When I First Found the Muse.

A lot of my friends are posting about summer camps for their kids.  I started thinking, how cool would it be to have a summer camp where kids who love to write could come and do writing exercises, share work, and feel accomplished at the end of the summer program?  Kind of made me wish I had a place and insurance and all the practical stuff to go along with “Hey, let’s take some teen writers and collect them for a couple of hours a day for a few weeks and see what comes out of it!”

And that reminded me of one summer, I believe it was the summer between 5th and 6th grades, the transition between elementary and middle school.  My parents sent my brother and me to the city-sponsored camp, held at my elementary school.  It was a fairly standard camp, I guess, that allowed a lot of freedom to play with adult supervision.  And I remember meeting a couple of girls my age with whom I would sit down for a little while each day, and we wrote “our books.”  We brought notebook paper from home and made “book covers” with construction paper and crayons.  I was ever the hopeless romantic then, and my two “books” that summer were called True Love and Love’s Arrow.  I still have them.  They are prime examples of Anne Lamott’s “shitty first drafts.”

Something else happened that summer.  I’d just come off a really bad year of being what we would now call bullied, but back then, “picked on” would have been the phrase of choice.  In our summer camp was a boy who had been in my 5th grade class.  I remember at the end of the summer he came up to me and apologized for treating me badly.  He said I was really nice and he was sorry he hadn’t gotten the chance to know me better.  It didn’t make up for his climbing on the bandwagon with the kids who teased me mercilessly, but it was proof, even for a minute, that I was NOT as worthless as I’d felt.

And for me, those two things combined compelled me to go on writing.  It started out as company when I had no friends to speak of, then morphed into catharsis when I’d put mean people into my books and give them horrible deaths, disfigurements, or teen pregnancies.  (Yes, I watched soap operas as a young person. What gave it away?)  Now, writing is so ingrained in me that even if I’m not actively writing, I’m still thinking about writing in some way.  It’s a blessing and a curse.  But I wouldn’t give it up for the world.


I’m still working toward a writing career.  I’m at the stage where I’ve finally snagged an agent, and have given her a few more requested revisions on my manuscript.  The next step of the road to publication is for my agent to now put my manuscript out on sub to publishing houses and wait for the bidding war to get my book a publisher.

Okay, the bidding war is a fanciful dream.  I just want to be published by a decent house.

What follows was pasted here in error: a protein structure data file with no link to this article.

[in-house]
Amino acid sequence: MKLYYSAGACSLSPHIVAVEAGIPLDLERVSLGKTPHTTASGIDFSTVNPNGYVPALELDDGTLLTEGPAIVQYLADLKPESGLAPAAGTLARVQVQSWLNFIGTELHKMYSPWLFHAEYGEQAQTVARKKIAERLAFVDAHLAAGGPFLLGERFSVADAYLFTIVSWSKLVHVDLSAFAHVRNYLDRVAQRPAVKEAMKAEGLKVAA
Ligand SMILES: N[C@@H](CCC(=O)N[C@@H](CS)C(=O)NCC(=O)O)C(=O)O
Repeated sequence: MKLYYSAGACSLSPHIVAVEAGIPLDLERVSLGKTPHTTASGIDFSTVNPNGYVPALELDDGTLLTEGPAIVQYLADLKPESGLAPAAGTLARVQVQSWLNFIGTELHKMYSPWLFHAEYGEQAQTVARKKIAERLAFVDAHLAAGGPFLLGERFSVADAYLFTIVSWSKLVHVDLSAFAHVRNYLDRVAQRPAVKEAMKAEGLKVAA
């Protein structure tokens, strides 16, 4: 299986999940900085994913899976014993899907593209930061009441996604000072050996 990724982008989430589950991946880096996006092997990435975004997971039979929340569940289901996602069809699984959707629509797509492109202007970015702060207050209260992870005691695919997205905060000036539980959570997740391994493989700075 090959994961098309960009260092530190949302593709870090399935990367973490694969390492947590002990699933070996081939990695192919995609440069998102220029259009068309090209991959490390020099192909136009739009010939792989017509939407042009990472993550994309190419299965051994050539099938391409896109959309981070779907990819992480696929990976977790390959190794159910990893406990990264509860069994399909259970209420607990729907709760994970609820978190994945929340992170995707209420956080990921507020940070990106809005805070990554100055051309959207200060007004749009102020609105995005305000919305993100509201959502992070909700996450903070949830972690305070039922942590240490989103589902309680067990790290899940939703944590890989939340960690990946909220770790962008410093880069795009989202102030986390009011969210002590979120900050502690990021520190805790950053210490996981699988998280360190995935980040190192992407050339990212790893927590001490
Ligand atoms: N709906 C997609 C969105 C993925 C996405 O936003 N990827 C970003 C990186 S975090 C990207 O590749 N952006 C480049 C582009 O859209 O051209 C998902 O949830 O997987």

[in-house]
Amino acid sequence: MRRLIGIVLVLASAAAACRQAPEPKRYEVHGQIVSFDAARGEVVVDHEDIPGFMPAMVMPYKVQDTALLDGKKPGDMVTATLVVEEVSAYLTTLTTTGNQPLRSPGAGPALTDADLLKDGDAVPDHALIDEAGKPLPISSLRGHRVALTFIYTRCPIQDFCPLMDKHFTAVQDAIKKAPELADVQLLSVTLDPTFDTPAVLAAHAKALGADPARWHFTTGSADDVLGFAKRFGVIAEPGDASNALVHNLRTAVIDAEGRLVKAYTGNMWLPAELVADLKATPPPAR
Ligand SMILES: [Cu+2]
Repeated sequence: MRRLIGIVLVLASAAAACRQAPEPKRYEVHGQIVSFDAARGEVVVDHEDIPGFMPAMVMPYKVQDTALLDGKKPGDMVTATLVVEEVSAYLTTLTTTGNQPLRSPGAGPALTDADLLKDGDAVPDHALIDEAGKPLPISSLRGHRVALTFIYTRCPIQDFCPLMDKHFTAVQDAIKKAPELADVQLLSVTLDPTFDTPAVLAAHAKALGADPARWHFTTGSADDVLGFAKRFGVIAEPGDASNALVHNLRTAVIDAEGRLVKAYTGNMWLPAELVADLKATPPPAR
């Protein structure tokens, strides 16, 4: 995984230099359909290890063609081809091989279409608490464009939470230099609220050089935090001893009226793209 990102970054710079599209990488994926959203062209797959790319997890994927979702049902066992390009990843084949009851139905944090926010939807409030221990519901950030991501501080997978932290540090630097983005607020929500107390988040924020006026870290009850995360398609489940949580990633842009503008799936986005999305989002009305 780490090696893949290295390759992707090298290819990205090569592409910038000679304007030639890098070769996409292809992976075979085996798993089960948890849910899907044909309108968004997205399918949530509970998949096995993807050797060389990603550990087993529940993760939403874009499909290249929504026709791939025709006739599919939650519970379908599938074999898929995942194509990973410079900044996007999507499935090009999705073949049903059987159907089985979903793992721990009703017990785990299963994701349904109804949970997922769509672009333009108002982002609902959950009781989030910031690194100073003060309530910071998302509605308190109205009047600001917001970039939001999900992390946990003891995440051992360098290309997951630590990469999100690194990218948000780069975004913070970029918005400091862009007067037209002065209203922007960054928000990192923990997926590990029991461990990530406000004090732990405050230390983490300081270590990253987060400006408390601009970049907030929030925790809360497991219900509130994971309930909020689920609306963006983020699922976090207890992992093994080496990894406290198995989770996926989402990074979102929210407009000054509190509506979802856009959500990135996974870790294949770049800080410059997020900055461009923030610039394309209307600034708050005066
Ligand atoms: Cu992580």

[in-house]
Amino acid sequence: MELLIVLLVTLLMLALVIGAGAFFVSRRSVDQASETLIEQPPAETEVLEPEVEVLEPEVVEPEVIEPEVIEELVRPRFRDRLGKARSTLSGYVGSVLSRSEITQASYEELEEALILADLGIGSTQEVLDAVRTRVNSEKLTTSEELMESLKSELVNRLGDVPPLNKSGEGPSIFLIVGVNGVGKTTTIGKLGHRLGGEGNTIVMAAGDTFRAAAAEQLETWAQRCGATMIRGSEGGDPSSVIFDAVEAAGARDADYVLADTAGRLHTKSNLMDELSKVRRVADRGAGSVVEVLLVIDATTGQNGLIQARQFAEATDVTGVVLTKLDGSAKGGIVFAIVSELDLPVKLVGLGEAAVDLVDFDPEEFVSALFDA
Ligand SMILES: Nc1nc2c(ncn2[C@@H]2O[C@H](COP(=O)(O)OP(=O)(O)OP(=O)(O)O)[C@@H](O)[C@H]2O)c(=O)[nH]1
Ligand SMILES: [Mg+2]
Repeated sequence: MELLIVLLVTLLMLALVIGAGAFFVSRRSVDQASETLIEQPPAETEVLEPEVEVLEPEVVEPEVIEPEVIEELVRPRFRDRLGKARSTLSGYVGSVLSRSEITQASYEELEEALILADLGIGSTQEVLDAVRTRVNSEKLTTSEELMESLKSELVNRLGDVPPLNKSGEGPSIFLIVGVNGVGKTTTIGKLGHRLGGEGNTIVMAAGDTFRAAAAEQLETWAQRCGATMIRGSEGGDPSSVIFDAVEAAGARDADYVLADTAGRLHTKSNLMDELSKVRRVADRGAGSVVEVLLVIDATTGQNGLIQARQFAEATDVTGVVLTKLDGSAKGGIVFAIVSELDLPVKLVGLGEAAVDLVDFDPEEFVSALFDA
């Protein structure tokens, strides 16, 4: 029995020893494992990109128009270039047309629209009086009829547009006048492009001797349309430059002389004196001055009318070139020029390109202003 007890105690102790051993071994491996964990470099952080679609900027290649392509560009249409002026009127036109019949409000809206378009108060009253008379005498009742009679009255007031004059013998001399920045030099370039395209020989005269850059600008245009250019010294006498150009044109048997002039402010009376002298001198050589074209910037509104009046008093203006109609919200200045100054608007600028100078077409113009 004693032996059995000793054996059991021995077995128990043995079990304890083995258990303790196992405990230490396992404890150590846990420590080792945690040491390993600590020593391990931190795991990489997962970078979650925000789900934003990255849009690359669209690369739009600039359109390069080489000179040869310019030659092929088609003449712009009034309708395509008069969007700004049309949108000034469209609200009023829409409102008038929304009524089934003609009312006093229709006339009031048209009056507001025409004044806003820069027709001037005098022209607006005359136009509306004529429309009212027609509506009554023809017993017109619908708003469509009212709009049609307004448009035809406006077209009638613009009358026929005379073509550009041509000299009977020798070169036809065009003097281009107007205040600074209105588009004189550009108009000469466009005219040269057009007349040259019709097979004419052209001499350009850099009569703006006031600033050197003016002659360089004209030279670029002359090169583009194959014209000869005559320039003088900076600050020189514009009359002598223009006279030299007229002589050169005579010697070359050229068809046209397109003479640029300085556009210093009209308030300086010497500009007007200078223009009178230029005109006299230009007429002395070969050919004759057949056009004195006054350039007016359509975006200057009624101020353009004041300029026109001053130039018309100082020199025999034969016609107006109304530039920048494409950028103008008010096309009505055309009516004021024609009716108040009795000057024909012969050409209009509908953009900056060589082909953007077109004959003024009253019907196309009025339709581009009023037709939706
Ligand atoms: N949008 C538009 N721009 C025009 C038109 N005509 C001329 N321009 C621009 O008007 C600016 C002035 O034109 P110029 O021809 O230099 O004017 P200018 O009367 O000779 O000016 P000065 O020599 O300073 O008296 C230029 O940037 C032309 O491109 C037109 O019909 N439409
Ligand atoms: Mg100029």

But in the meantime, ideally, what I should be doing is writing more books.  I have a bunch of ideas I generated in January, and tried to start working on a couple of them.  However, I do have a full-time job that takes up time.  I teach high school, and it’s almost the end of the school year, which means testing and reining the ferrets in until final exams and the last day of school.  So by the time I get home in the afternoons, I don’t feel like writing.

Another distraction I’ve recently discovered is Doctor Who.  My favorite companion turned me on to the Whoverse, and I’m in love.  I’m binge watching like crazy.  But the cool thing about Who is the WRITING.  As a writer, I appreciate great story, and the writers for Doctor Who really understand great story.

So I guess the point of this meandering blog post is to say to embrace your distractions.  You never know what you can weave into your next story.

Making the Time to Write

I am guilty of not following my own advice.  I’m a high school English teacher.  After a day of wrangling recalcitrant teenagers, I have little energy for much else.  My health is not optimal as a result, and I don’t write.  I need to write.

So I guess I’m writing today’s blog to myself, as well as to anyone who finds his or her way across it.  There are as many different ways to write as there are writers.  One of my writing friends gets up at 4am to make sure she gets her writing in.  I am so NOT a morning person.  It takes everything I have to drag my butt out of bed just to make it to school on time.  So that’s not something that works for me.  That’s important too – to know if you’re at your best in the morning, afternoon, or nighttime.  I’ve had friends who wrote after their families went to bed and the house was quiet.  My furry daughter gets bent out of shape when I leave her in bed and go to my computer.  She suddenly wants to leave the room.

Clearly, something has to give in my world for writing time to happen.  I miss the year I taught creative writing – once the kids were working on their assignments, I’d write with them.  As education fixates more heavily on standardized test prep, I don’t have the luxury of creative writing time with my kiddos so often.  It’s not tested.